At the same time, atheist and secular movements argue for (or simply presume) an interpretation of the principle of the separation of Church and State not as it was originally intended (to keep the state from meddling in religious affairs), but as indicating that religion (or even religious people) can have no role in the public square.  Atheism and/or secularism are then imagined as neutral standpoints from which to discuss public policy.  The most naive forms of atheism even imagine that, if religion could be simply excluded from public deliberation, policy solutions to society’s most pressing problems would emerge quickly and easily as the logical outcome of a process based on reason alone.

In this context I suggest that the assertion of religious people that “atheism is a religion too” can be translated simply as “Hey, you’re not neutral either!”  And the atheist response that atheism can not possibly be considered a religious position functions basically as an assertion that atheism/secularism actually is neutral and therefore deserves a privileged (or even solitary) place in public discourse.

So I think that the first thing that “religious” people can do in this circumstance is to argue not that atheism is a religion, but that there are no neutral spaces.  Everyone, including atheists, comes to questions with prior commitments.  We can then insist that we have to be able to have real discussions with those who do not share all of our presuppositions.  And we should call out anyone, religious or atheist, who tries to win the argument before it starts by labeling their opponents as unable to contribute to discussion because of prior commitments.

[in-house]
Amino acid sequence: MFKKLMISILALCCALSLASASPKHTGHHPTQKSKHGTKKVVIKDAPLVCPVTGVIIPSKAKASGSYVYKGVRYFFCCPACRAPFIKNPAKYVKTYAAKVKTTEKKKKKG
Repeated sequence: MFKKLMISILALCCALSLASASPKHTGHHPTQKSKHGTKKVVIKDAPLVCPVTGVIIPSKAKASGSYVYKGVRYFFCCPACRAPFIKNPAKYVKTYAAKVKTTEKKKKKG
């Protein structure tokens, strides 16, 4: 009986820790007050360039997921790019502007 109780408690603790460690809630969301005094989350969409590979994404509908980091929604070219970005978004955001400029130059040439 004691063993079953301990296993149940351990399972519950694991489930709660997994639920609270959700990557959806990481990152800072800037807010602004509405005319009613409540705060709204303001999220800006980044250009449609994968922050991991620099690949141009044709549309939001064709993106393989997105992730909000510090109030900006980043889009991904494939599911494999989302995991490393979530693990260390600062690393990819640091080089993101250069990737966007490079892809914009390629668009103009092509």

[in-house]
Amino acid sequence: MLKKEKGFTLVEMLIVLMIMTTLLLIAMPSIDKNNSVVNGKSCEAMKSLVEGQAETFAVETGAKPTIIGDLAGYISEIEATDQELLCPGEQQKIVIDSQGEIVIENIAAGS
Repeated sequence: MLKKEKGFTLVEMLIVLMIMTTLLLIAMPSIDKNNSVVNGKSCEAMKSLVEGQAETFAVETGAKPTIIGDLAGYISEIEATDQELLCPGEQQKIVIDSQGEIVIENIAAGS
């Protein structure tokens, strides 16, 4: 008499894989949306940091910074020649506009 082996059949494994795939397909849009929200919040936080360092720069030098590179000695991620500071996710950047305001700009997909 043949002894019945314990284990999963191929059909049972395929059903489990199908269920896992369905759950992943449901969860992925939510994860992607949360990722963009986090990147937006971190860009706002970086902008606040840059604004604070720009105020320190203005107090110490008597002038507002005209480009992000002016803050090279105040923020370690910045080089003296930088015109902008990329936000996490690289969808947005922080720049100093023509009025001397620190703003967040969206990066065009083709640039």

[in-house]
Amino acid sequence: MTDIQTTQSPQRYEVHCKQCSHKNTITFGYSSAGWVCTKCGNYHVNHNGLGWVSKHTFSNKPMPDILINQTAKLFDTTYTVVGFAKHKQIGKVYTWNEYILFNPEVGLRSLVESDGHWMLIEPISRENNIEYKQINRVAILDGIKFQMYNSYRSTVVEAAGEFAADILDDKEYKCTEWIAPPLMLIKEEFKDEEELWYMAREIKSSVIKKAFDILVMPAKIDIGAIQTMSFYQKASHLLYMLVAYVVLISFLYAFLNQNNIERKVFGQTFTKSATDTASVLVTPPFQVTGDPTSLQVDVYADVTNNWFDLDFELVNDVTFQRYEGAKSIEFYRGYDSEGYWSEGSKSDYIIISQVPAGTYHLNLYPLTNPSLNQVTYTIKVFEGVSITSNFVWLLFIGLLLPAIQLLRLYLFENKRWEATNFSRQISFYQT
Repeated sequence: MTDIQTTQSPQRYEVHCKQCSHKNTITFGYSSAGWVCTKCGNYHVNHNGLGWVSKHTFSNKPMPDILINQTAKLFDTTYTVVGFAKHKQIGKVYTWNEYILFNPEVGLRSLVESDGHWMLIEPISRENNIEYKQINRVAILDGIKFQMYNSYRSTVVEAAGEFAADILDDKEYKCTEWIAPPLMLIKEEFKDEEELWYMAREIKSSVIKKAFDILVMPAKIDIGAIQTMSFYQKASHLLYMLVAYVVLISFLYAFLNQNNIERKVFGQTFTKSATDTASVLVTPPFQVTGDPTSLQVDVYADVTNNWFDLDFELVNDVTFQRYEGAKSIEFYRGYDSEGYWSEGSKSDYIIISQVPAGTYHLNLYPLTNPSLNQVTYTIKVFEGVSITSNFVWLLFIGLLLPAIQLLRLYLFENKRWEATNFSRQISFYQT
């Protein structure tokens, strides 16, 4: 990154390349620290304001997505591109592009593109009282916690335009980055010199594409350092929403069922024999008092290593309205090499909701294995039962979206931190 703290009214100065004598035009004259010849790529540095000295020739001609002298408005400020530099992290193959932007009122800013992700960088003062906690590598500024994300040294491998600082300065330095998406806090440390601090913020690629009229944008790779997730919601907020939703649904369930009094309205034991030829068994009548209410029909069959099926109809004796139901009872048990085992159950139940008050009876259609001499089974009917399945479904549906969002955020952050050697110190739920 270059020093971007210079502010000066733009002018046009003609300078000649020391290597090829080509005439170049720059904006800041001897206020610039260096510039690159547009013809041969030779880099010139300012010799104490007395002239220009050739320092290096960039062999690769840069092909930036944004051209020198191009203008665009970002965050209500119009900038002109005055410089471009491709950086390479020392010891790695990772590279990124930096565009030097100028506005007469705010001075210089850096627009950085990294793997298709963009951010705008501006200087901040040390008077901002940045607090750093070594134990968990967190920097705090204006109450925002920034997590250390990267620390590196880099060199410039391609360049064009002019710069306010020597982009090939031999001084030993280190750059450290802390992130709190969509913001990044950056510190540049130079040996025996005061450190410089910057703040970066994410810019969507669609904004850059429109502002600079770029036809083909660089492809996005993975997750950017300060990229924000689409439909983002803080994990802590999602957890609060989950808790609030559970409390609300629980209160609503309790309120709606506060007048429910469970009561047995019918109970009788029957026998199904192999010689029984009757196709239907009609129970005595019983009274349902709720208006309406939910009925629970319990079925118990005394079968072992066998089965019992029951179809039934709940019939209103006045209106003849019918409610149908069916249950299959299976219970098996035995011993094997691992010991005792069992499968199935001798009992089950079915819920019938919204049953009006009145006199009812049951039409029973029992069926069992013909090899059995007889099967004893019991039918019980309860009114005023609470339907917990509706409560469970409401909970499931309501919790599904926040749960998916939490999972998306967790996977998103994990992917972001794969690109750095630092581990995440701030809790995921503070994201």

The other thing we can do is be cognizant of how the term “religious” is heard in public (and private) discourse and exercise appropriate caution. If a pious Catholic asking if I am religious means to ask whether I faithfully practice my religion (or try to), I can comfortably say yes.  But if a stranger or new acquaintance asks this in a discussion about ethics or public policy, I am much more wary and qualified in my response.

The simple fact that I am religious does not mean that I am what this person means by “religious.”  At this stage I find it more helpful to engage such a person by finding out what they mean by “religious” and pointing out how the category of “religion” functions to marginalize certain points of view in public discourse, while giving a free pass to other, structurally similar but by conventional terminology non-religious, points of view.